More Thoughts for My Freedom Friends
Although we haven’t come to an agreement yet, I think that we are making progress in sorting through the issue of John Price and predator pastors. I’m not so foolish as to think that I can answer every objection, or even give an answer that will put this issue to rest forever. Some of that, and some of our struggles here, will probably never fully be put to rest. After all, we are dealing with some pretty awful things, and we probably have only scratched the surface at this point. So, I’ll not flatter myself that I have all the answers on this issue.
It seems that our last discussion got bogged down a little with whether or not John Price is regenerate, and whether or not he ever was a good pastor (1). First, I would point out that I am no judge of a man’s heart. As God reminded Samuel, man looks on the outward appearance, but God looks on the heart. Only God knows his heart, as we like to say. But that is also my point. I can’t see his heart. I can only judge by the fruit, which I think is the best way to judge in this case. For clarity’s sake, by fruit I don’t mean people. If I am the fruit of John, then I am not the fruit of God. Paul planted, Apollos watered, but God gave the increase. That which is born of the flesh is flesh, that which is born of the spirit is spirit. Certainly the seed, tossed into good ground by the vilest of sowers, will still grow up into fruitfulness. But I am not talking about you and me when I say fruit.
When I say fruit, I mean all those fruits of the spirit, those fruits that only the Spirit of God can produce, and that the Spirit only produces in those who have been regenerated. And that is where I struggle. The works of the flesh are very manifest in his life, particularly that work of the flesh called fornication. His lifestyle clearly leads to hell. I have a hard time arguing that a man who lives like the devil is headed for heaven. Maybe he is, but how does one argue that?
Was John ever a good pastor? I have said before that I enjoyed many things from that period of my life. I for one cannot argue that everything was bad. And we certainly could make the case that Price started out right at the very least.
But the fact that John started so well and seemed so right I think is further proof that he was a wolf from the beginning. It reminds me of a passage from J.R.R. Tolkien’s Fellowship of the Ring, when Frodo and his friends questioned whether Strider were truly a friend or not. Frodo said, “You have frightened me several times tonight, but never in the way that servants of the Enemy would, or so I imagine. I think one of his spies would – well, seem fairer and feel fouler, if you understand.” To which Strider replied, “I see… I look foul and feel fair. Is that it? All that is gold does not glitter, not all those who wander are lost.”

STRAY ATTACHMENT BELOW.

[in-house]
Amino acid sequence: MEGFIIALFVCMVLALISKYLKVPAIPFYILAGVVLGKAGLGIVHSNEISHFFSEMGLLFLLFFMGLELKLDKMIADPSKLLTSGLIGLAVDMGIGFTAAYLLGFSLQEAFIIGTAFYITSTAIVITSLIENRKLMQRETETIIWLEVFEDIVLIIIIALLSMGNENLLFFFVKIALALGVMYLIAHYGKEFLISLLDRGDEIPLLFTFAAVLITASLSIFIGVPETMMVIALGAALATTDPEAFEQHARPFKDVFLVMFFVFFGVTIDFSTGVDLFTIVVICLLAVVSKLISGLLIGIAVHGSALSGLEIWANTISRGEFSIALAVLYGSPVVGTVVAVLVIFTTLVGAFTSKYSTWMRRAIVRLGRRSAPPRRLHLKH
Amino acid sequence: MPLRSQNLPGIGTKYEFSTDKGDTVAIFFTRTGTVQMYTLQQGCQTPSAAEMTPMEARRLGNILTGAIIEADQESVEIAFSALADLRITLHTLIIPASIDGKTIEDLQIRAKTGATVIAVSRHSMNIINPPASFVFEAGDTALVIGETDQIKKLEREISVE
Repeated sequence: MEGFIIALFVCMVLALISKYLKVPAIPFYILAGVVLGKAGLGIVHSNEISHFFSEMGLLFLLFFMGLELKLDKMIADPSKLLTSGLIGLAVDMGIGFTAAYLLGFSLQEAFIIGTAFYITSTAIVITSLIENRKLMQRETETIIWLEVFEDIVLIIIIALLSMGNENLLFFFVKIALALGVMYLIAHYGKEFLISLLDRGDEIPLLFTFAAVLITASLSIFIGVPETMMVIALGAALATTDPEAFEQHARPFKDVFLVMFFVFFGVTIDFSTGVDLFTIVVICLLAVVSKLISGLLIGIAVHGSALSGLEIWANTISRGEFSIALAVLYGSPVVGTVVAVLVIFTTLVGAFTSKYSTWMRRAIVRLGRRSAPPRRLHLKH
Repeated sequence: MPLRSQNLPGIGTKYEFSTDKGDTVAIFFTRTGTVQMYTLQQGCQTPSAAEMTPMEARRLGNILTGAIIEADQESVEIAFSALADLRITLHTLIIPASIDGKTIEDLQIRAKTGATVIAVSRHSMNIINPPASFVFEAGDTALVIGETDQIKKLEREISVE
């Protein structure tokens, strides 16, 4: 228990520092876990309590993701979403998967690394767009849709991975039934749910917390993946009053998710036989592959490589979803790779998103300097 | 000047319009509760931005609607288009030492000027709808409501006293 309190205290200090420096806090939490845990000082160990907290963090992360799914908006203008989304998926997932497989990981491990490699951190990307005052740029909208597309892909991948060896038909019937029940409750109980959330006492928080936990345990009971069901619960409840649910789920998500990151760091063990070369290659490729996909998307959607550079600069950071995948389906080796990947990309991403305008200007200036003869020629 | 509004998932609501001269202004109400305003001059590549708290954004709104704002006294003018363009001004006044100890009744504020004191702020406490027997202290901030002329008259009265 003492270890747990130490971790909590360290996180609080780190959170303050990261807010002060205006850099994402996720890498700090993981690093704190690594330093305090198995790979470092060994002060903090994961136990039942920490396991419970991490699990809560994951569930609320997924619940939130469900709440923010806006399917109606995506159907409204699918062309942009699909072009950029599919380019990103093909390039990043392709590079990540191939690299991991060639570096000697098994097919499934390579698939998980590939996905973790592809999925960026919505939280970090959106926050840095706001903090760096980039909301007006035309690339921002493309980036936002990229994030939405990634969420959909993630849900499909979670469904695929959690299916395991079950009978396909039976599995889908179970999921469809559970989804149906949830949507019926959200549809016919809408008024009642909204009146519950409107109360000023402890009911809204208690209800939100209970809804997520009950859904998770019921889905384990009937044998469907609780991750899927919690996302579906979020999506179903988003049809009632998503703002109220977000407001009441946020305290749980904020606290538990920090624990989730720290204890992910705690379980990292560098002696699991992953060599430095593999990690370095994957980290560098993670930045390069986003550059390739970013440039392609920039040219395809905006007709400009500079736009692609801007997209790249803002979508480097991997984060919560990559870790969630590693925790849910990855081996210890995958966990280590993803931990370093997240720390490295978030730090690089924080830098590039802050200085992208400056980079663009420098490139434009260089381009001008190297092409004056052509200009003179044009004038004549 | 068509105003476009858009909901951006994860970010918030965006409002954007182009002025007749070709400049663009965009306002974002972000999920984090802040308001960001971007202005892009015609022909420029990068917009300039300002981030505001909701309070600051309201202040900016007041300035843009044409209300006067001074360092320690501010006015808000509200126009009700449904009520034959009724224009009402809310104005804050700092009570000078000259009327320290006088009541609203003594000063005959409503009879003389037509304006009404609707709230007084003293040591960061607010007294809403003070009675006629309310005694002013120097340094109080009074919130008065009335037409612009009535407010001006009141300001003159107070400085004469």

Put another way, when a shepherd first comes along, the sheep might have some struggles, some “personality conflicts” with him. He might seem a little rough. He must discipline the flock. But when the flock submits under his hand, he need only deal with the occasional stray.
A wolf, on the other hand, starts out to gain the trust of the sheep. He flatters and soothes and gains their confidence, and then he begins to devour the sheep. Aesop wrote a fable about this. It seems that a certain wolf, after prowling around a flock of sheep for some time, set out to gain the confidence of the Shepherd. The Shepherd, of course, watched the wolf very carefully, ever suspicious that the wolf would harm one of his lambs. So, the Shepherd was surprised when the wolf actually seemed to be helping him. Through time, the Shepherd grew used to seeing the wolf around, and since the wolf had never done anything wrong, and in fact seemed to have the same care for the sheep as a Shepherd would, the Shepherd forgot how wicked the wolf could be.
One day, the Shepherd asked the wolf to keep watch over the sheep for him while he ran a few errands. But when he came back, and saw how many of his lambs had been killed and carried off, the Shepherd knew how foolish it had been to ever trust a wolf.
I understand why this is troubling. After all, if a man like John could start well, and could earn the trust of many or even most adults, if he could seem so right and yet turn out so wrong, what’s to say that the next pastor we come across won’t do the same thing?
One thing is certain here… we need that wisdom that is from above.
If any of you lack wisdom, let him ask of God, that giveth to all men liberally, and upbraideth not; and it shall be given him. James 1:5
(1) I use the word “regenerate” here to make a distinction. It is possible to profess faith in Christ and remain unconverted. It is possible to be a Christian but never born “from above”.
Labels: John Price